Going Green for Special Needs

A few years ago I lived my life in 20 minute increments. Then I had to rest. Fibromyalgia and Asthma ruled my life. With 3 children, a husband and all the normal mess that life assures, my brain constantly told me that I wasn’t doing enough. But I simply did NOT have the energy to spare; it needed to go to things that HAD to be done, not things that I wanted to do like living a greener lifestyle.

I’ve since been diagnosed with Celiac Disease, and eating a gluten-free diet has improved my quality of life massively. But I still remember the dreams I had, the ones that seemed so far away from my reality. The guilt I carried with me (I’m sort of a Jiminy Cricket that way) by not doing my part to be greener.

Percolating in my brain lately has been the thought that maybe I should share some of my ideas. Some of what I did when I was barely able to walk because of pain. How did I appease my Jiminy Cricket but still have energy to walk to the mailbox later? I think there are probably a lot of people that could use the tips. And please if you have more, do comment!

  • Have you considered low-tech gadgets that may be able to help you? For instance, you could buy a circular knitting loom: these are fairly easy to use with one good hand, plus it has the added bonus of  being something that is easily put down and taken back up without much difficulty. An older friend of mine takes plastic bags and cuts them down to strips and then knits them into market bags with this handy little gadget.
  • Container gardens can be easier to maintain than a traditional garden. If you have issues with lifting, ask a friend to help with that part. There is an illustration in “Square Foot Gardening” book which shows a person in a wheelchair who had set up a square foot garden bed on a piece of plywood balanced on two sawhorses. This picture is very typical of why this particular style of gardening is so well suited to those in wheelchairs. 5-gallon buckets, often obtainable for free from your local bakery, are also wonderful for container gardening.
  • Rechargeable batteries pay for themselves fairly quickly! GreenBatteries is a site online that has a lot of articles, discussions, and places to buy reusable batteries, so you can rest assured you aren’t purchasing a cheap cruddy product, but instead are getting value for your money.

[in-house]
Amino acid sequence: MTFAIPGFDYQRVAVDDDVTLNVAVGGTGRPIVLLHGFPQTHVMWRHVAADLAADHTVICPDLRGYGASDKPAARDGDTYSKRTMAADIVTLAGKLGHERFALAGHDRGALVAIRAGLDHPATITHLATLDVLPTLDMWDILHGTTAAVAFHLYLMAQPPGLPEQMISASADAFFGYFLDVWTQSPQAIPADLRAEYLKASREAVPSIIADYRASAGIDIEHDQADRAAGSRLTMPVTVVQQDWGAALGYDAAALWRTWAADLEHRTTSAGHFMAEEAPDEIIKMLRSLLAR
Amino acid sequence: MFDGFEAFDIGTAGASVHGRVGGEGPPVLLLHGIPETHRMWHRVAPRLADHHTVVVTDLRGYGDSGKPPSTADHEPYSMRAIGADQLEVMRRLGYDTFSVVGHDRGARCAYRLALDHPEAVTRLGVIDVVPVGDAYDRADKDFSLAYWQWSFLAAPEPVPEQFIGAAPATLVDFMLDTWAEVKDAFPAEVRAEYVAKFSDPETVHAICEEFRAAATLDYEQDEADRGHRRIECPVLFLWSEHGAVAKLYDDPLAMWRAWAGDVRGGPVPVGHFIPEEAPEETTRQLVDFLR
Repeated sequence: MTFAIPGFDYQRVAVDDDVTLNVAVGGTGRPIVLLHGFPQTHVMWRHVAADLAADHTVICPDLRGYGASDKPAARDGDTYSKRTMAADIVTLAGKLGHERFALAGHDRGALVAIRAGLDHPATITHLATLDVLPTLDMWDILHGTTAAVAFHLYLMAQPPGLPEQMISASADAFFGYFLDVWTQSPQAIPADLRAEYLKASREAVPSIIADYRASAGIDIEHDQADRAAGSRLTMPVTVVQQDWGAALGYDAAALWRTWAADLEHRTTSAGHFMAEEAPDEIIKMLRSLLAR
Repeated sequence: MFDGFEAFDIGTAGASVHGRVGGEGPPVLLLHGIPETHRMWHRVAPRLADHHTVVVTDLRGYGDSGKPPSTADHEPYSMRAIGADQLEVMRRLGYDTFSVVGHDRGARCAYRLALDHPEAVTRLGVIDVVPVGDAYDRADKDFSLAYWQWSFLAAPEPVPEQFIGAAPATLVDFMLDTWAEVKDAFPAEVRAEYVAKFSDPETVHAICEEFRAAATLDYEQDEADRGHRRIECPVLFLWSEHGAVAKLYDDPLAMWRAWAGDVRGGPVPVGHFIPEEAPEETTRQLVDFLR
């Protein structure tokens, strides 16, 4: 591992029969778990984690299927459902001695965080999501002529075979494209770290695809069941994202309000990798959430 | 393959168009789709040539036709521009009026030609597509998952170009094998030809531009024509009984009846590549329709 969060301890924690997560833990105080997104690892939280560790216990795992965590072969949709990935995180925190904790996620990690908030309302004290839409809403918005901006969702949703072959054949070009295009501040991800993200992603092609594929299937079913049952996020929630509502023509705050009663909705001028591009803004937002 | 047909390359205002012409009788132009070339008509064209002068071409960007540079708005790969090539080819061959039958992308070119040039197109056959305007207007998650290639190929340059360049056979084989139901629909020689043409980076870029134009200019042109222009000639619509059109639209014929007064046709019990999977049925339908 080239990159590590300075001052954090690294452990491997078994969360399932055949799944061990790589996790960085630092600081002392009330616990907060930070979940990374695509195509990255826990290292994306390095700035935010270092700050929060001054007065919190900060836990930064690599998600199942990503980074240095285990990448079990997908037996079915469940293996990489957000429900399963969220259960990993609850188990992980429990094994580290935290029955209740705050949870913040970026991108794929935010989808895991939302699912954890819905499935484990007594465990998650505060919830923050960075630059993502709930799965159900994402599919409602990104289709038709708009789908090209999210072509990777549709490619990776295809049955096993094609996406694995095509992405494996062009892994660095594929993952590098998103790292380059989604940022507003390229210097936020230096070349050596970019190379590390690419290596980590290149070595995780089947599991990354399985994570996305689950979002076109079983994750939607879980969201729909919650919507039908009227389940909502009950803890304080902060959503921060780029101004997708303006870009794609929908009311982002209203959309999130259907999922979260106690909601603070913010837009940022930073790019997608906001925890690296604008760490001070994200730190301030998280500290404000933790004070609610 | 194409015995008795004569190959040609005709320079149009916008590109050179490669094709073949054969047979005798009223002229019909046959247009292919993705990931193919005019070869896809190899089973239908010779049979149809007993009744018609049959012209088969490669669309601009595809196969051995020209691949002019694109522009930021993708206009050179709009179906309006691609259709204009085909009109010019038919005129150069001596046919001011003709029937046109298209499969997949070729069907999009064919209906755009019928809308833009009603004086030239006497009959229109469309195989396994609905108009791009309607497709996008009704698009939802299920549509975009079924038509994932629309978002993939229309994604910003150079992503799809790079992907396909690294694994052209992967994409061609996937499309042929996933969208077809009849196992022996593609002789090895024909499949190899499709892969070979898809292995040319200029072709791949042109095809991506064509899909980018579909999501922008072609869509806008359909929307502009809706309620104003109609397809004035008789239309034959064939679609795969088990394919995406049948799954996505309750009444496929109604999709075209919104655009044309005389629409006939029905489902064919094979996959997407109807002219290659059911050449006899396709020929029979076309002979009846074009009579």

• Solar chargers are amazingly small nowadays. You can even get them the size of cell phones to power your cell phone, mp3 players, laptops etc. You can also get some the size of a radio to use just on your hot water heater. The prices have come way down since the early ’90’s as well, when they cost an arm and a leg. This government site has a lot of information, links, and research done for you, so you can decide what would best work for your needs as far as solar water heaters go.
  • Buy a timer for your electric gadgets. For instance, an electronic blanket or mattress warmer is a NEED for some of us, and it would be very cool if it just turned on at your regular bedtime and turned off about an hour before your regular wake up time. I’ll admit that sometimes I’d end up leaving a lamp on, because I just physically could NOT reach as far as I needed to to turn it off. If I had programed that lamp to turn off at my normal bedtime I would have saved so much electrical and physical energy, plus money!
  • Get a good, sturdy, reusable water bottle made of green material instead of buying water constantly and throwing away plastic bottles or re-using plastic bottles that leach harmful chemicals into the water. Read an article here at Ideal Bite on why a sturdy reusable bottle is a better idea along with links to good eco-friendly bottles.
  • Using a worm bin is a really easy way to compost that takes practically no effort and is do-able for apartment dwellers and those with very limited physical energy. It might take a friend for initial set-up, but after that it’s pretty friendly to those with disabilities. Here’s a pretty good article with a tutorial, pictures, and other helpful information.
  • Use less water when you brush teeth. Turn the tap on just enough to wet and/or rinse your brush, and even then just a trickle saves money and energy versus turning the faucet on all the way.